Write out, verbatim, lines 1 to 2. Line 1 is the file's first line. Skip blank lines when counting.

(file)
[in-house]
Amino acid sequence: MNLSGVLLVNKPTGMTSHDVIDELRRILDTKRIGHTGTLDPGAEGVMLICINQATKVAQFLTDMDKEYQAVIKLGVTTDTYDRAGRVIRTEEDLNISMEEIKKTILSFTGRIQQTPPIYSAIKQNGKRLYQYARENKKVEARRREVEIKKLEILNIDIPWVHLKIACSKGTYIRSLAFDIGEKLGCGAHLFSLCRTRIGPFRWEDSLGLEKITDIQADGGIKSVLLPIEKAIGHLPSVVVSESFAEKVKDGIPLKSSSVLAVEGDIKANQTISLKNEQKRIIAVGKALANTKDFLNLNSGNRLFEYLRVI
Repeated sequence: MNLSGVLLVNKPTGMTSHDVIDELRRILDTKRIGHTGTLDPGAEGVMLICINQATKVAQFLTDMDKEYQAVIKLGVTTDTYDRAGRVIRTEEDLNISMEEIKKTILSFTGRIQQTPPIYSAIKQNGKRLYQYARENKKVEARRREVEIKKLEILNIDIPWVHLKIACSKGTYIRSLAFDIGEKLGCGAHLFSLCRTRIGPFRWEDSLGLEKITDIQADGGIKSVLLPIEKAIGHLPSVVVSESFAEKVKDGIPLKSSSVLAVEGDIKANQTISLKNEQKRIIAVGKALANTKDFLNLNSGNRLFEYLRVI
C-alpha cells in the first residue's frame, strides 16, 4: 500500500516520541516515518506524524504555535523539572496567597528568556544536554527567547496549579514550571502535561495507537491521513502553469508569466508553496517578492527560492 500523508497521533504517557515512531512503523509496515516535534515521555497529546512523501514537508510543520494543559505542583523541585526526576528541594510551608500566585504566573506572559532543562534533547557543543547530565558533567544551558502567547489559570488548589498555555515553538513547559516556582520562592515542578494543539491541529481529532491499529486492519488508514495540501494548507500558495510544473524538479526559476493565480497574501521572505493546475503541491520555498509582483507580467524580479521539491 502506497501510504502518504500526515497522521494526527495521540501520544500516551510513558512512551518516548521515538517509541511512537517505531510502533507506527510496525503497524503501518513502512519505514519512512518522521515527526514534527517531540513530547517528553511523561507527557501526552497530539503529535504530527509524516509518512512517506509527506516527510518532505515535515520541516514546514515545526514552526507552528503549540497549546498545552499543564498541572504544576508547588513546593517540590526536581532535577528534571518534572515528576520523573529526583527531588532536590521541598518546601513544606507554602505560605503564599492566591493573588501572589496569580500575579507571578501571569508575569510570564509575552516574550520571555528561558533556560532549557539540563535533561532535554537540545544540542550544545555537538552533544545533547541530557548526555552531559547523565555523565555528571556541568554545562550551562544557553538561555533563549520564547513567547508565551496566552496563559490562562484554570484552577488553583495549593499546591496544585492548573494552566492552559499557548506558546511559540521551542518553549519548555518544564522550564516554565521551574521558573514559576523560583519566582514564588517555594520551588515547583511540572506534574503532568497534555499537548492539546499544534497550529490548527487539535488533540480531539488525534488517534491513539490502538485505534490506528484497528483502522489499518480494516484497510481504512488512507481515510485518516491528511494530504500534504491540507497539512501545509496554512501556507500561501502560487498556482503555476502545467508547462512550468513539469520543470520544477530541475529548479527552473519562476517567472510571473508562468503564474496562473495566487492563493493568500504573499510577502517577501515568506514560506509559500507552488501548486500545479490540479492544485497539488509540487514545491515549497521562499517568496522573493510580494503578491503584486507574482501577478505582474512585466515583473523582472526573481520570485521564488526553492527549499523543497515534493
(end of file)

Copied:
[in-house]
Amino acid sequence: MNLSGVLLVNKPTGMTSHDVIDELRRILDTKRIGHTGTLDPGAEGVMLICINQATKVAQFLTDMDKEYQAVIKLGVTTDTYDRAGRVIRTEEDLNISMEEIKKTILSFTGRIQQTPPIYSAIKQNGKRLYQYARENKKVEARRREVEIKKLEILNIDIPWVHLKIACSKGTYIRSLAFDIGEKLGCGAHLFSLCRTRIGPFRWEDSLGLEKITDIQADGGIKSVLLPIEKAIGHLPSVVVSESFAEKVKDGIPLKSSSVLAVEGDIKANQTISLKNEQKRIIAVGKALANTKDFLNLNSGNRLFEYLRVI